A History of the Oratorio: Vol. 3: the Oratorio in the Classical Era

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UNC Press Books, Sep 1, 2012 - History - 736 pages
The Oratorio in the classical Era is the third volume of Howard Smither's monumental History of the Oratorio, continuing his synthesis and critical appraisal of the oratorio. His comprehensive study surpasses in scope and treatment all previous works on the subject. A fourth and final volume, on the oratorio in the nineteenth and twentieth centuries, is forthcoming.

In this volume Smither discusses the Italian oratorio from the 1720s to the early nineteenth century and oratorios from other parts of Europe from the 1750s to the nineteenth century. Drawing on works that represent various types, languages, and geographical areas, Smither treats the general characteristics of oratorio libretto and music and analyzes twenty-two oratorios from Italy, England, Germany, France, and Russia. He synthesizes the results of specialized studies and contributes new material based on firsthand study of eighteenth-century music manuscripts and printed librettos.

Emphasizing the large number of social contexts within which oratorios were heard, Smither discussed examples in Italy such as the Congregation of the Oratory, lay contrafraternities, and educational institutions. He examines oratorio performances in German courts, London theaters and English provincial festivals, and the Parisian Concert spirituel. Though the volume concentrates primarily on eighteenth-century oratorio from the early to the late Classical styles, Smither includes such transitional works as the oratorios of Jean-Francios le Seur in Paris and Stepan Anikievich Degtiarev in Moscow.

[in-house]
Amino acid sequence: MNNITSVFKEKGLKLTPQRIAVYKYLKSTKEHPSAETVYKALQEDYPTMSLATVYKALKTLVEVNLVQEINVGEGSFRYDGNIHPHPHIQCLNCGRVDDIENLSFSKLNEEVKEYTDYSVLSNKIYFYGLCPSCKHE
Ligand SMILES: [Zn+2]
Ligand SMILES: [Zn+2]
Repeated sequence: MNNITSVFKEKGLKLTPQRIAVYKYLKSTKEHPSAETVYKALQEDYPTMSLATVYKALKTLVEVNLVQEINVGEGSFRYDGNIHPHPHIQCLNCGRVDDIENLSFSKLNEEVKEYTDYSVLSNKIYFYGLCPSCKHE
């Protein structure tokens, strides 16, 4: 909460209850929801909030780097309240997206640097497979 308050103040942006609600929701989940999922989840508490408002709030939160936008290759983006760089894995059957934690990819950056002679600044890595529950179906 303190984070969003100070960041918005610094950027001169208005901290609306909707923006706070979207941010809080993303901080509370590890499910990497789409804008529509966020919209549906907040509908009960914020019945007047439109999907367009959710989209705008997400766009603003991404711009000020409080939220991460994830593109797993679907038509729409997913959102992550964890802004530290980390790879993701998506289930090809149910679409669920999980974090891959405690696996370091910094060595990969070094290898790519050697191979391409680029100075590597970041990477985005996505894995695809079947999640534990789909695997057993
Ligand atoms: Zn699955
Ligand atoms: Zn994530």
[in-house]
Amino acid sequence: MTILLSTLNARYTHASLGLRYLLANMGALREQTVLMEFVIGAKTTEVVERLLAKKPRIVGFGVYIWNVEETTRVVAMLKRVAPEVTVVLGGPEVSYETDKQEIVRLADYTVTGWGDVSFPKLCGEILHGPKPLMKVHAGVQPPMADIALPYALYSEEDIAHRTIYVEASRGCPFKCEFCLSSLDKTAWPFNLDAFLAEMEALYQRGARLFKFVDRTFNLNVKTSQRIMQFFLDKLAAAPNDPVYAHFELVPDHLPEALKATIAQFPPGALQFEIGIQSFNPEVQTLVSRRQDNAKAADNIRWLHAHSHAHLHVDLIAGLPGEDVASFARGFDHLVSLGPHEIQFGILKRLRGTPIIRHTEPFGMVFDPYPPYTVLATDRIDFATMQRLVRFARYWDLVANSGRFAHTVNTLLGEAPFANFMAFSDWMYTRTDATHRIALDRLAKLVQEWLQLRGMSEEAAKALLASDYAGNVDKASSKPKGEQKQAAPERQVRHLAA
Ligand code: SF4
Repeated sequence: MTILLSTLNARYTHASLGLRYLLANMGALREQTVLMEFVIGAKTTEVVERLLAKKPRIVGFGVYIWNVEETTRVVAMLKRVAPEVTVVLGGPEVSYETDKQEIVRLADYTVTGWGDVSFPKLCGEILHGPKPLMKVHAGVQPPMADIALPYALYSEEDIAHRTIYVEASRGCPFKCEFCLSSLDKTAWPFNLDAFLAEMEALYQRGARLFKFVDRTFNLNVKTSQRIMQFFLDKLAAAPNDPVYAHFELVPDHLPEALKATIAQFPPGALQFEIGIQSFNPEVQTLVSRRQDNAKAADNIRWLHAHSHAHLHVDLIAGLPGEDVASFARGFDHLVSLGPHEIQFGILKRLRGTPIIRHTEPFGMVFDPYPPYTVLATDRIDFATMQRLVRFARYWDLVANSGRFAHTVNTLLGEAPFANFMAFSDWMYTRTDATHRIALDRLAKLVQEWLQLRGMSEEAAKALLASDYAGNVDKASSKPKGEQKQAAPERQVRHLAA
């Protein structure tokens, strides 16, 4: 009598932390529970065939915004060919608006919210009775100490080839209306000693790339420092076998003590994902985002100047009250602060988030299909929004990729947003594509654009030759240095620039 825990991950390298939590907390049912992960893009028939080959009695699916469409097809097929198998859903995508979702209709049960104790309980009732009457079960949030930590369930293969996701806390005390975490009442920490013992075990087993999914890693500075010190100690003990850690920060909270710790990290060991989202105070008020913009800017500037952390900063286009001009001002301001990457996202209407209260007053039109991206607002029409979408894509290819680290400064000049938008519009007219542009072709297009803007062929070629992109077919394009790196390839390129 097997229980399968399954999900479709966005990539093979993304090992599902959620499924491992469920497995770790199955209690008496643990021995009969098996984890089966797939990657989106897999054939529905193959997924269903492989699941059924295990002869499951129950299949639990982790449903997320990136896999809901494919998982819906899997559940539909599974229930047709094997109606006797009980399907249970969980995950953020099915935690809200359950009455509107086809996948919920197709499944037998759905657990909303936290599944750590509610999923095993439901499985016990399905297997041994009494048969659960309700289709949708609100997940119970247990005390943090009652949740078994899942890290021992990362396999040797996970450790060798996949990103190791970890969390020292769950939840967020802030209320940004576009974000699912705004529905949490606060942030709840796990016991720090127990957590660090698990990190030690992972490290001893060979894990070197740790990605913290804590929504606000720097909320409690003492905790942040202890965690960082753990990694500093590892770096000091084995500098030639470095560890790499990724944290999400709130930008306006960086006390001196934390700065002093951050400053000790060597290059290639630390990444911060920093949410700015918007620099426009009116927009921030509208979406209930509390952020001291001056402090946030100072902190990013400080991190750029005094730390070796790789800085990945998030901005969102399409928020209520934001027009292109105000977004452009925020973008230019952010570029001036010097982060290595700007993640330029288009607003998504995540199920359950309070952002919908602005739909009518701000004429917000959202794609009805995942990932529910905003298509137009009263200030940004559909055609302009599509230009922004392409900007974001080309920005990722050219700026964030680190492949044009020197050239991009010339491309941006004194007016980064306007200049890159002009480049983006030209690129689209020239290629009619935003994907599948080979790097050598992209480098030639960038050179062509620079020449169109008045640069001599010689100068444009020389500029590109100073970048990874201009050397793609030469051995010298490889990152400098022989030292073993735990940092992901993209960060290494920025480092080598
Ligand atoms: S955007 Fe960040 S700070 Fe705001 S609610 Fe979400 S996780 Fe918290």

A History of the Oratorio is the first full-length history of the genre since Arnold Schering's 1911 study. In addition to synthesizing current thought about the oratorio, this volume contributes new information on relationships between oratorio librettos and contemporary literary and religious thought, and on the musical differences among oratorios from different geographical-cultural regions.

Originally published in 1987.

A UNC Press Enduring Edition -- UNC Press Enduring Editions use the latest in digital technology to make available again books from our distinguished backlist that were previously out of print. These editions are published unaltered from the original, and are presented in affordable paperback formats, bringing readers both historical and cultural value.

 

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Contents

PART II The English Oratorio after Handel
197
PART III The German Oratorio
329
PART IV The Oratorio in French and Other Languages
537
Summary and Prospect
642
Some Title Pages of Italian and Latin Printed Librettos Mentioned in the Text
645
Checklist of Composers of Italian and Latin Oratorios ca 17201820
659
Bibliography
671
Index
697
Copyright

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About the author (2012)

Howard E. Smither is James Gordon Hanes Professor of the Humanities in Music at the University of North Carolina at Chapel Hill.

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